Another article largely examining the problems that Indonesia is facing in regards to developing a working model of multi-ethnic and religious relations. Enjoy
The problem of multi-ethnicity in Indonesia
Indonesia is a multi-ethnic and multi-religion society but for most of its 62-year history as an independent nation-state, the Indonesian ruling elites have chosen not to deal with this reality. Their offensive and degrading interactions with colonialism in the past, together with their bad experience with various 'local' uprisings during the early years of independence, led to a 'a strong obsession with unity'. Now we can see how much this obsession has harmed the Indonesian people. Today we are paying the price.
Soekarno's decision in 1959 to adopt Guided Democracy as the governing principle of his reign and Soeharto's New Order policy to prohibit discussions on issues of SARA (Suku, Agama, Rasial and Antar Golongan-Ethnic groups, Religion, Race, and Intra groups) were all motivated by that obsession. So for more than five decades, Indonesians pretended to have a harmonious relationship with each other even when conflicts were occurring everyday. The Soeharto regime in particular has, for the three decades of his power, successfully 'put conflict under the carpet'. Except for recurring incidences of anti-Chinese sentiments in 1974, 1977, 1980 which reached its peak in the tragic May 1998 Riots, there was little information about conflicts around the country. Some ethnic Chinese Indonesians would argue that anti-Chinese sentiments were purposely nurtured in order to divert the people's attention away from other kinds of conflict, especially state-society conflict.
The situation went out of control after the 1996/1997 economic crisis which led to the fall of Soeharto's regime in 1998. During the first six-seven years after the new era of 'Reformasi' was proclaimed, social unrest happened in various places of the country, from Kalimantan and Maluku to Aceh, Poso and Papua. Nowadays, ethnic and religious issues have become the most important determinant in Indonesia's social and political life. It seems that after years of 'forced unity', the people have become too over- enthusiastic about re-learning the diversity among them and emphasizing the differences. In so doing, locality, ethnicity and religion have begun to create new problems of ethno-nationalism and separatism.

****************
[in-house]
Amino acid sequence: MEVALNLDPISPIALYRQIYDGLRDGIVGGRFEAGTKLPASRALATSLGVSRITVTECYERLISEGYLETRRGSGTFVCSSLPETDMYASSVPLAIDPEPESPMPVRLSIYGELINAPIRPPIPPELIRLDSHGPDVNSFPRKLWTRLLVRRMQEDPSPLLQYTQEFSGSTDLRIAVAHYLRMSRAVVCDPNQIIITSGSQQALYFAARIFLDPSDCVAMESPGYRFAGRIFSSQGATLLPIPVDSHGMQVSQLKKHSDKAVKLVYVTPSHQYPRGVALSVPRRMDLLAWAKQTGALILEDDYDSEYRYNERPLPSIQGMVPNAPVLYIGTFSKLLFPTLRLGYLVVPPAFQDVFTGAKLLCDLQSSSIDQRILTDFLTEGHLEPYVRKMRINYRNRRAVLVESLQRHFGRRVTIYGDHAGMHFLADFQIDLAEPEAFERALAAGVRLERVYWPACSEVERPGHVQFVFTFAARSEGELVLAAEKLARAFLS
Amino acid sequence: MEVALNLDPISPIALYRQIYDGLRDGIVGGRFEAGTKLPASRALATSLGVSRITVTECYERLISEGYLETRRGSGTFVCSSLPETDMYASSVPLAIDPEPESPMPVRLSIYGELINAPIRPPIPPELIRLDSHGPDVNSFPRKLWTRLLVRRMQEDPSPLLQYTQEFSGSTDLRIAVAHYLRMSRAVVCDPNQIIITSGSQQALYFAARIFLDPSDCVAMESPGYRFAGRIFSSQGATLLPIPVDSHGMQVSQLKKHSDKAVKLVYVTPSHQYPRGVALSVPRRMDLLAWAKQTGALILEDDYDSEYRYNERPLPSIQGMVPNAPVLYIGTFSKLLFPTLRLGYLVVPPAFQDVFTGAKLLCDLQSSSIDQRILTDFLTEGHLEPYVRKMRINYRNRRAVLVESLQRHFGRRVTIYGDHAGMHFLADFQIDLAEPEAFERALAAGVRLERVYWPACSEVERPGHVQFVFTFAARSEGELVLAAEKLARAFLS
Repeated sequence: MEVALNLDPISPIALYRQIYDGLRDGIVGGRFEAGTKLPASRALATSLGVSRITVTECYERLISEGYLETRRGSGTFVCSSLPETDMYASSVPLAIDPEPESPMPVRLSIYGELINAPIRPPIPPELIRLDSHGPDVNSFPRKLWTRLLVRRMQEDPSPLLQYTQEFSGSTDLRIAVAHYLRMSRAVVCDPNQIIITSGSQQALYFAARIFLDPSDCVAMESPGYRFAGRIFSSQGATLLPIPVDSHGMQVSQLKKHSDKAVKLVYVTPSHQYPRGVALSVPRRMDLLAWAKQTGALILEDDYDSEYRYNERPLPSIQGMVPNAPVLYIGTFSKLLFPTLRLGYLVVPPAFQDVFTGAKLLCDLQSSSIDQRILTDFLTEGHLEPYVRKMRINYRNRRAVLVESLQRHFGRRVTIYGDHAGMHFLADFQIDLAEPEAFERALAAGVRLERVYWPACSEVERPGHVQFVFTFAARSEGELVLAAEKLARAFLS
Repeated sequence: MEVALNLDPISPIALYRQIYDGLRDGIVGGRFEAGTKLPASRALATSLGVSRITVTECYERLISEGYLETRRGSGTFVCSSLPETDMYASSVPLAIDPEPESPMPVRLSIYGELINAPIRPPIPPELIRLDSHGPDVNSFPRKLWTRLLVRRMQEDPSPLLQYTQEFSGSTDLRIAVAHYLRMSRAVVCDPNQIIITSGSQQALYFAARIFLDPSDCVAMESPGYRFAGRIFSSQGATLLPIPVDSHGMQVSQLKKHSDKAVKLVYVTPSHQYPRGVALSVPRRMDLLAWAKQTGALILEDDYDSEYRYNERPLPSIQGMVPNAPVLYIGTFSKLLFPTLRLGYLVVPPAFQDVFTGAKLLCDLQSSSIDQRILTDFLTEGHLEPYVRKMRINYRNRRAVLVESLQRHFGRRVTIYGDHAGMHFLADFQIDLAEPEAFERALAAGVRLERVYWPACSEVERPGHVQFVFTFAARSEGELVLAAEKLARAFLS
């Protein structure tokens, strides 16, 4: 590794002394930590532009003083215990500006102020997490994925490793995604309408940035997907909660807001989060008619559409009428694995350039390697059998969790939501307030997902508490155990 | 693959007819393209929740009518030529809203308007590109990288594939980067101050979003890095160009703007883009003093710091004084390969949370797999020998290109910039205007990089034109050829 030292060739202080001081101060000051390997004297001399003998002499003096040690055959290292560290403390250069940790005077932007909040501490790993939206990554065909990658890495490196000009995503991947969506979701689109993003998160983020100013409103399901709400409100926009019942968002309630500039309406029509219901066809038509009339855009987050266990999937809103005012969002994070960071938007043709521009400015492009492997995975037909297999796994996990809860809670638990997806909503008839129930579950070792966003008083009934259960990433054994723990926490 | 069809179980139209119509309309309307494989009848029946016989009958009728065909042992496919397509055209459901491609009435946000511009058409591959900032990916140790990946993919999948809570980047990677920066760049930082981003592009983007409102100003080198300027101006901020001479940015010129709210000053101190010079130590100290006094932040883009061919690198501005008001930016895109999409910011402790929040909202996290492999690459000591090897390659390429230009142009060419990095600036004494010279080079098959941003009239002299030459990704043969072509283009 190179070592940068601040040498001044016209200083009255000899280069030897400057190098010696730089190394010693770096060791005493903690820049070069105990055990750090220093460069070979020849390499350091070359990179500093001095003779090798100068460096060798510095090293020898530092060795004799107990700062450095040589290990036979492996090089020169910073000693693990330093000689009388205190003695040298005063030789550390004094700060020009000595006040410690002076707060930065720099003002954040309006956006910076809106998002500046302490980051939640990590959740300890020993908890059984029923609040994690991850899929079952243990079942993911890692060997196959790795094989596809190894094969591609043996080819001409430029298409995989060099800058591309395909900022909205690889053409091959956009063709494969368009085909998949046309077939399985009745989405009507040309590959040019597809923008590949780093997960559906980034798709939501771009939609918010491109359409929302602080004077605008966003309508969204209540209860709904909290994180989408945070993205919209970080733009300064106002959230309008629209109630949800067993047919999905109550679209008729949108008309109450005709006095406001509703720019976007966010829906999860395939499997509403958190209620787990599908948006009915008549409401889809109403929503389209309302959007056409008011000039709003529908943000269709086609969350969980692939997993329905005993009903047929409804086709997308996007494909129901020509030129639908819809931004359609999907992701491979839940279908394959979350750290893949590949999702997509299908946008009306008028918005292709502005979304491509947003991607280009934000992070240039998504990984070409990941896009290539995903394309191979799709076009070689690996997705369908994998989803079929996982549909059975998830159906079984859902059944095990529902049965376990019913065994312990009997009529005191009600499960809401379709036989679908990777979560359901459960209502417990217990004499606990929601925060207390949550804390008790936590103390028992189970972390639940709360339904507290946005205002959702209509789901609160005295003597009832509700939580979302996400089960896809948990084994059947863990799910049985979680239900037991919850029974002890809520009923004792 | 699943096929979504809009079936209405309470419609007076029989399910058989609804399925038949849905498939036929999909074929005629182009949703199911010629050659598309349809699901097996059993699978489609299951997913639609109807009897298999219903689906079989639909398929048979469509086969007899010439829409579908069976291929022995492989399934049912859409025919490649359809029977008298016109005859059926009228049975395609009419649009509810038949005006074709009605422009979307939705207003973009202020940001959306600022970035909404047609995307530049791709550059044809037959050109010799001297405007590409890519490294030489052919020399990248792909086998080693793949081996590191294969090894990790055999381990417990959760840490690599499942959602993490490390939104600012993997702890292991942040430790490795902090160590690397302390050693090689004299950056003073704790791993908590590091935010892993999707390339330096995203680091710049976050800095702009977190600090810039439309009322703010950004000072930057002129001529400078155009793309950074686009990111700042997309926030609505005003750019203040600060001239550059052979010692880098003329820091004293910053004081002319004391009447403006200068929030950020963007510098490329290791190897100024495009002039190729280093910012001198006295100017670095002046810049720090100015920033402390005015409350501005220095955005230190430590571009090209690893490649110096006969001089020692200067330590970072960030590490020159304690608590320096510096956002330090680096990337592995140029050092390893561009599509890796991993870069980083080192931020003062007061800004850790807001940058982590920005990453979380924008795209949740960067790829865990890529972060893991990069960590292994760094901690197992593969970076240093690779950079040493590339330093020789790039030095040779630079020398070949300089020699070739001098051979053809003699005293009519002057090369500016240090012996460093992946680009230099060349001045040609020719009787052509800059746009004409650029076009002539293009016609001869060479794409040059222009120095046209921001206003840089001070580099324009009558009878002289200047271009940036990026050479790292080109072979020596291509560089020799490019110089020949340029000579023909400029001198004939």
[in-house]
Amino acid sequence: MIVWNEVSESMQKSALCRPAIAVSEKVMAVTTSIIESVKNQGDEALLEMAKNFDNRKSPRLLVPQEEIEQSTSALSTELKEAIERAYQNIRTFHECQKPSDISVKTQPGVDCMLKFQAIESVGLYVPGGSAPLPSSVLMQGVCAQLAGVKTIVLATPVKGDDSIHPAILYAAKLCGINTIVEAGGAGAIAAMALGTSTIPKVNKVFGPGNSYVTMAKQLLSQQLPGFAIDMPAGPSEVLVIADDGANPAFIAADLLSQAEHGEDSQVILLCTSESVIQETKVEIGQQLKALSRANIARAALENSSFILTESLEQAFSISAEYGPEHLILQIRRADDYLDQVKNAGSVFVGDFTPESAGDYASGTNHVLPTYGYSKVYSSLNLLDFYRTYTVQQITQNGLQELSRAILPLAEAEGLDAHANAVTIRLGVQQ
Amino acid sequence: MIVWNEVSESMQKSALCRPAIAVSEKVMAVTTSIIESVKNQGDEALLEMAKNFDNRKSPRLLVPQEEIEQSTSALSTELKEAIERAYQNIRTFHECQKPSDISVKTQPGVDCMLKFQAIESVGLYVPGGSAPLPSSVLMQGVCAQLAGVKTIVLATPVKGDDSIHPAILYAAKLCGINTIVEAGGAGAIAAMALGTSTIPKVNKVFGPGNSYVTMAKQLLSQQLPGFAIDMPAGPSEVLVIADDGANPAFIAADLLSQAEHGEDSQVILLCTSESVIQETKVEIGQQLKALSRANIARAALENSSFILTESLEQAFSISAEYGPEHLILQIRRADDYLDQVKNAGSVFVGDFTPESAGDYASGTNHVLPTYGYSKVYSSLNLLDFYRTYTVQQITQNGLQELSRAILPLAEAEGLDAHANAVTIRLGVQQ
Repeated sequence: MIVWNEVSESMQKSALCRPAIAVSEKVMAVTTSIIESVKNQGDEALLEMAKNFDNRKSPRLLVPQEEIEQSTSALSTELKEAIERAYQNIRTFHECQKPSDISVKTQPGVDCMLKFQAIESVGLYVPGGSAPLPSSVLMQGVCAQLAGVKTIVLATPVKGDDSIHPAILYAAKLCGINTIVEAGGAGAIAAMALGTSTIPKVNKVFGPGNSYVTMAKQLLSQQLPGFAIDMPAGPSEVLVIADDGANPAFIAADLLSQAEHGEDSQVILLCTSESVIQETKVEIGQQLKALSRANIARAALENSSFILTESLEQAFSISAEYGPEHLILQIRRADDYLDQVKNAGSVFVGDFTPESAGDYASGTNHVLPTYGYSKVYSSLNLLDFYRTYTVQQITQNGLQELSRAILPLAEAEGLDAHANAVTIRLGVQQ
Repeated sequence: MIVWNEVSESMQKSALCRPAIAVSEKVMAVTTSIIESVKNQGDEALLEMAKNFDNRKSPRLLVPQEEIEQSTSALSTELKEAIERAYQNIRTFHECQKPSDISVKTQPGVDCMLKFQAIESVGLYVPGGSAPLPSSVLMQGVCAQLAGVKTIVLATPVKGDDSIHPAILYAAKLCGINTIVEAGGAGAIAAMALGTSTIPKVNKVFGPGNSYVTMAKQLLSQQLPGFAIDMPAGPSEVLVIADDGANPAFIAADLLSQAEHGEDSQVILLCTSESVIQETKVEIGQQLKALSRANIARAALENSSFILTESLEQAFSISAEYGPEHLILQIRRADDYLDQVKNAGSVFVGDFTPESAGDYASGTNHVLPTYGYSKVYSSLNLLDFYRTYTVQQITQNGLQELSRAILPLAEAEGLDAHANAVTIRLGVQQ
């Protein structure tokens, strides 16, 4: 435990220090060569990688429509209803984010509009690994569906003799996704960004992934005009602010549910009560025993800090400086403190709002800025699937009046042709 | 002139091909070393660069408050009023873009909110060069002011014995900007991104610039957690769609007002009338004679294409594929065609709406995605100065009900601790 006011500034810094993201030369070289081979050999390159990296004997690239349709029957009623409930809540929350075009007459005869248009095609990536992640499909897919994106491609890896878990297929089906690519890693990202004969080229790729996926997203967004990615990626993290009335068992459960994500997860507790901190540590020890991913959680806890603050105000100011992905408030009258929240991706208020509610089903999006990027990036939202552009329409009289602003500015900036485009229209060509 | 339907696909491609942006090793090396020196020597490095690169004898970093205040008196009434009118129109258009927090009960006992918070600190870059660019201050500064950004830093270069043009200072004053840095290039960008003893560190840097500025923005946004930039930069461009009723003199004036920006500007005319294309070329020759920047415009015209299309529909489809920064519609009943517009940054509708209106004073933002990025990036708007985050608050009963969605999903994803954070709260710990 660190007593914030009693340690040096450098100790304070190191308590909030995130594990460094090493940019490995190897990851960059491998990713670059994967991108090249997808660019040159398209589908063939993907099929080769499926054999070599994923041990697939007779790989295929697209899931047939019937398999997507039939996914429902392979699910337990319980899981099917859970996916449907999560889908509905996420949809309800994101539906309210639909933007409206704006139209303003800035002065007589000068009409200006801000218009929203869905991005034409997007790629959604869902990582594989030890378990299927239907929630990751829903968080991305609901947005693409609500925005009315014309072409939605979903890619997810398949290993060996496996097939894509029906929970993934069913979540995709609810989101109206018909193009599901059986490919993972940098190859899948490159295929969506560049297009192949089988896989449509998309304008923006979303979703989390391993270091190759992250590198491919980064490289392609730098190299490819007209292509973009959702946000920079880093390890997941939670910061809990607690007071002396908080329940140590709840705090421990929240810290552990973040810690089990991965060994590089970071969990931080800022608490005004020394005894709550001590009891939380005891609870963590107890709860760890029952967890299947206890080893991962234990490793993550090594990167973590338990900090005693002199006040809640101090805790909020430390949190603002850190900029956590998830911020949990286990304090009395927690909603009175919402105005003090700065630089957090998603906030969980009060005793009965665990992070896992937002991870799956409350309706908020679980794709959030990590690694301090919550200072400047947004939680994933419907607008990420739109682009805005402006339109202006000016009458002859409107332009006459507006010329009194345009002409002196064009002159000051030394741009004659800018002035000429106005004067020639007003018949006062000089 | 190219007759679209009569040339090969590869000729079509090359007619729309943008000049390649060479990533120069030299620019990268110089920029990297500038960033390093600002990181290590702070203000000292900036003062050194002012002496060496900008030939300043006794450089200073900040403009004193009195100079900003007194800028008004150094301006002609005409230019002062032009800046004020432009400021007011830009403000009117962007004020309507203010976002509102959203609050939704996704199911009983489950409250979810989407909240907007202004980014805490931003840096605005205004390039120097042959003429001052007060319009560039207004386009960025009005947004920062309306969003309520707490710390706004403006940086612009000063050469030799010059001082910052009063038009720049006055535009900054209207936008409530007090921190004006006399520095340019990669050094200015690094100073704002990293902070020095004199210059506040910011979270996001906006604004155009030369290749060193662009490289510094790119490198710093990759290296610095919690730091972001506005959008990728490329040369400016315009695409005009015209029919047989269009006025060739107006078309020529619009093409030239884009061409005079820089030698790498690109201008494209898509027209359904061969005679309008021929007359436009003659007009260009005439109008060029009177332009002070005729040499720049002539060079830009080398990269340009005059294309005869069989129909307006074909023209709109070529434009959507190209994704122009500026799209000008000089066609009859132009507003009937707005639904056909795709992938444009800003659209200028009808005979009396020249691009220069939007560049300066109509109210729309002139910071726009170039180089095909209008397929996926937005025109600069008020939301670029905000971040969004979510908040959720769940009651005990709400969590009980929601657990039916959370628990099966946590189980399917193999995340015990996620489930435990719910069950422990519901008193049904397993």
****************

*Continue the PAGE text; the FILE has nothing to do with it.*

Our question now is 'shouldn't we re-learn unity and be united again?'
Considering the archipelagic nature of our country, where each island produces different goods that are being exchanged for the consumption by others, we actually should rediscover the meaning of unity. No island, especially the small ones like West Timor, would be able to support itself without the help from the peoples of the other islands, a reality that is reflected in the busy flow of people and goods in every day inter-island exchanges.
But how should we re-learn unity? The answer is 'from history'.
Clearly, mutual dependency, common interest, and a simbiosis mutualistic relationship have been developed over the ages and created a connectivity between the islands as well as between the people who occupy these islands. Our history has shown that the Nusantara archipelago, through its inter-island trading network, has become a social, economic and political entity which can only grow with cooperation between the inhabitants of its numerous islands.
As many historical records indicate, way back in the past Nusantara was widely known as a rich and prosperous place which attracted many foreigners to come and trade various local crops with the natives. Obviously it was the cooperation between the natives themselves which created a good impression of them in the eyes of foreigners and was an attractive pull factor.
If in the past unity gradually became a valuable necessity, today unity is similarly a must, if not more crucial, particularly under the pressures of current economic globalization. Without cooperation and unity, we certainly would not be able to compete with other countries.
In forging this unity, even the ethnic Chinese, Arab and Indian Indonesians should be included because each group has their own unique sociological role that cannot be replaced by other ethnic groups. Their contribution to the so-called Indonesian nation-state was written in the stories of their migration, settlement and existence in this country full of social and cultural exchanges, not to mention their friendly cooperation with the locals throughout the generations particularly before the Dutch colonial occupation. These groups, together with the locals, as a whole represent the diversity of Indonesia. As many have said, this diversity is a social asset that should be utilized to achieve the common goals specified in the 1945 Constitution of Indonesia, namely the people's freedom from oppression, their prosperity, security and dignity.
Finally, as a lesson learnt, the Indonesian case has proven that diversity and unity is not a zero-sum choice. Both are an undeniable part of the society with neither one more important than the other. The mistake made by Indonesians was to emphasize the importance of unity by neglecting diversity. The result was chaos still felt today.
To change the situation, the Indonesian leaders have to find the proper equilibrium between their desire for national unity (repeatedly articulated by military leaders as NKRI-short for Negara Kesatuan Republik Indonesia or Unitary State of Republic Indonesia-being "a fixed price") and adequate respect for the Indonesian people's diversity, their different beliefs, cultures and traditions. Only then can Indonesia achieve peace and stability.
By Thung Ju Lan, Senior Researcher, The Research Center for Society and Culture of The Indonesian Institute of Sciences
Asiaviews, August-September 2007